CUSTOMS PROPOSED PROCLAMATION PROHIBITING EXPORT OF GOODS WHERE exporter does not undertake that SALE funds will be handed to prescribed authority upon payment by authority in Australia to exporter of value of proceeds plus rate of exchange: WHETHER MEASURE FOR PROTECTION OF REVENUE: OPINION OF GOVERNOR-GENERAL NON-JUSTICIABLE
Customs Act 1901 s 112(1)(b), (e)
The Secretary to the Treasury has forwarded me the following minute for advice:
I am directed to request that an opinion be furnished as to whether the Commonwealth Government can by Proclamation in the terms of section 112 of the Customs Act 1901–1910, issue a regulation under which no export can be made from Australia without a licence, providing that an authority prescribed by the Minister should certify that the funds arising from the sale of such export are to be handed to the prescribed authority upon payment by that authority in Australia to the exporter the value of any proceeds, plus a rate of exchange to be determined by the prescribed authority from time to time.
The proposal contained in the above minute can only be supported, if at all, by paragraphs (b) or (e) of sub-section (1) of section 112 of the Customs Act 1901–1930.
I do not think that paragraph (e) can be safely regarded as authority for the action suggested, as the line of argument which would have to be taken to establish that the proposal is one for the protection of the revenue would be of an artificial nature, and it would, in my opinion, be highly probable that a Court would hold that the nature of protection contemplated by the paragraph was a protection more directly connected with the actual exportation of the goods than is the protection which would arise from securing to the Commonwealth funds overseas. Further, it is pointed out that the proposal is rather in the direction of limiting the expenditure of the Commonwealth than protecting its revenue.
There remains the consideration whether the proposal can be supported as being action taken by virtue of paragraph (b). The mere prohibition of the exportation of goods simpliciter would not effect the desired object, the object being not the prohibition of the exportation of all goods, but only of goods in relation to which the desired arrangements for payment have not been made.
It seems from the construction of the section that the Governor-General in Council must first satisfy his mind that as to certain classes of goods their exportation is harmful to the Commonwealth. I think it is legally possible for the class of goods which is to be prohibited to be defined as being all goods in respect of which the exporter does not undertake that the funds arising from sale will be handed to a prescribed authority upon payment by that authority in Australia to the exporter of the value of any proceeds, plus a rate of exchange to be determined by the prescribed authority from time to time. If this course were adopted it would obviate the necessity of attaching conditions subject to which the Proclamation should operate.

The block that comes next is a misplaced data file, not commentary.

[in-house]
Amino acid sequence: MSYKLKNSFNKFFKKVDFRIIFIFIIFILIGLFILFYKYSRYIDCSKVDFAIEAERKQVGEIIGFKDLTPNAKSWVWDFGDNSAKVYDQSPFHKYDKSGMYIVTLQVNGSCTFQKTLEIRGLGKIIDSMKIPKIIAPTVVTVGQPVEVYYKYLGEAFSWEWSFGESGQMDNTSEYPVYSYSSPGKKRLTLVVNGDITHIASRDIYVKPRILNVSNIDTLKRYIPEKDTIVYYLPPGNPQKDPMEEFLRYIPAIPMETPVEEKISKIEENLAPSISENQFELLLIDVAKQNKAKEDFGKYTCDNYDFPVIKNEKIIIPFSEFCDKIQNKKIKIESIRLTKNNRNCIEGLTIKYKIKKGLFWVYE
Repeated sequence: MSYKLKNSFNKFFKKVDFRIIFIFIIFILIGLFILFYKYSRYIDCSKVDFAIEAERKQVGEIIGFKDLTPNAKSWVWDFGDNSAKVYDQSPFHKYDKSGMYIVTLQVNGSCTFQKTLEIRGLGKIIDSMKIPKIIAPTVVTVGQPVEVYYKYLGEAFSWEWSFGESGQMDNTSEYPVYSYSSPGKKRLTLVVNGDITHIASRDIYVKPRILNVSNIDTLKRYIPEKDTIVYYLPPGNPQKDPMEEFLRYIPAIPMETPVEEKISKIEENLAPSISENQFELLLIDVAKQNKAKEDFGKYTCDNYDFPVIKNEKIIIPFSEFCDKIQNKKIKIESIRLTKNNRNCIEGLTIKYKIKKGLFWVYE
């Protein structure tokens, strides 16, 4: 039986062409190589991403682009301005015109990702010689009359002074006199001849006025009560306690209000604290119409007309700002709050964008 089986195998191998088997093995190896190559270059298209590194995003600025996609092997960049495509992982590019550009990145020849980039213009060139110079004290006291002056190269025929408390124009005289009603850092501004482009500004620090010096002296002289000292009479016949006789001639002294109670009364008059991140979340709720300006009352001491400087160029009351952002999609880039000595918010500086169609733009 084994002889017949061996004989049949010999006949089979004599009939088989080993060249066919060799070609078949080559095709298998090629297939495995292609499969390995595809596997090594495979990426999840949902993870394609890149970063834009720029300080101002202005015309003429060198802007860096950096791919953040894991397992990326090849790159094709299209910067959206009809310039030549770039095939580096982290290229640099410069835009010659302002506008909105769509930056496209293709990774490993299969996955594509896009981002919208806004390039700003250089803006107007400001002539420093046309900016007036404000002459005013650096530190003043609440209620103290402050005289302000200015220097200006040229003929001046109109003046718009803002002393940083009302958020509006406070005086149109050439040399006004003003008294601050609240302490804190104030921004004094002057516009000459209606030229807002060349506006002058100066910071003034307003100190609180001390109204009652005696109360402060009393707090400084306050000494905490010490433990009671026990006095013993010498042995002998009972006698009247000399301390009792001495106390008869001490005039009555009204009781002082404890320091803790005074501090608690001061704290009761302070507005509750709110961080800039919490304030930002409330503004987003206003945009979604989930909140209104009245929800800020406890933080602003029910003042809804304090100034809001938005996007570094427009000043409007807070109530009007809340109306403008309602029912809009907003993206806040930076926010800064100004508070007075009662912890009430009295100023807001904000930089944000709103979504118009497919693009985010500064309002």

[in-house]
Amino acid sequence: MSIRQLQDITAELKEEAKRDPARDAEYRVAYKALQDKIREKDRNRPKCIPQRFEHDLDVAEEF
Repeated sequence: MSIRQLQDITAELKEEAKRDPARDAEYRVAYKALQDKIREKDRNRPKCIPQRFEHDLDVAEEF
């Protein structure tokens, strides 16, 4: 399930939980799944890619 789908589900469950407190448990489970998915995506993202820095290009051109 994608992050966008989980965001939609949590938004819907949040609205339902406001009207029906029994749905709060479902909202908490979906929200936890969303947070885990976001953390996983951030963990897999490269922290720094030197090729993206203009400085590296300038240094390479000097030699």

It is pointed out that practical difficulties of administration may arise in respect of export to countries in which there is no representative of the Commonwealth to whom the proceeds of sale can be paid by the importer. If it is proposed to limit the Proclamation to goods exported to England, the Proclamation may possibly be evaded by shipping the goods to some other country for transhipment to England.
The basis of a proclamation made by virtue of the authority conferred by paragraph (b) is the formation of an opinion by the Governor-General that the exportation of the goods would, if not prohibited, be harmful to the Commonwealth.
It was held by the High Court in Lloyd v. Wallach, 20 C.L.R. 299, that where a regulation authorised certain action to be taken consequent upon the Minister having reason to believe certain things, the belief of the Minister which was the foundation of the action taken under the regulation could not be questioned.
The High Court also held in Griffin v. State of South Australia, 36 C.L.R. 378, that where in an action in the High Court to which a State is a party, the State objects to produce for inspection documents which are in fact State papers, the rule is that a statement by the Attorney-General for that State that their production for inspection would be prejudicial to the public interest is conclusive and an answer to an application for an order for inspection. This decision followed Marconi Wireless Telephone Co. v. The Commonwealth (No. 2) 16 C.L.R. 178, on that point.
A further instance of judicial consideration of the question whether a belief or opinion of some statutory authority can be questioned is supplied by Moreau v. The Federal Commissioner of Taxation, 39 C.L.R. 65. By the Income Tax Assessment Act the Commissioner of Taxation is authorised to re-open assessments in certain cases where he has ‘reason to believe’ the taxpayer has defrauded or attempted to evade the revenue law. The Court decided that in forming an opinion in any such case the Commissioner was performing a statutory duty and his opinion could not be the subject of any appeal nor judged by a Court by the standard of what the ideal reasonable man would think.
On the authority of the cases above quoted I take the view that the opinion of the Governor-General under paragraph (b) of section 112 of the Customs Act could not be called in question or made judicially examinable.
I am therefore of opinion that it is possible to draft a valid proclamation under paragraph (b) of sub-section (1) of section 112 to carry out the desired object.
[Vol. 24, p. 894]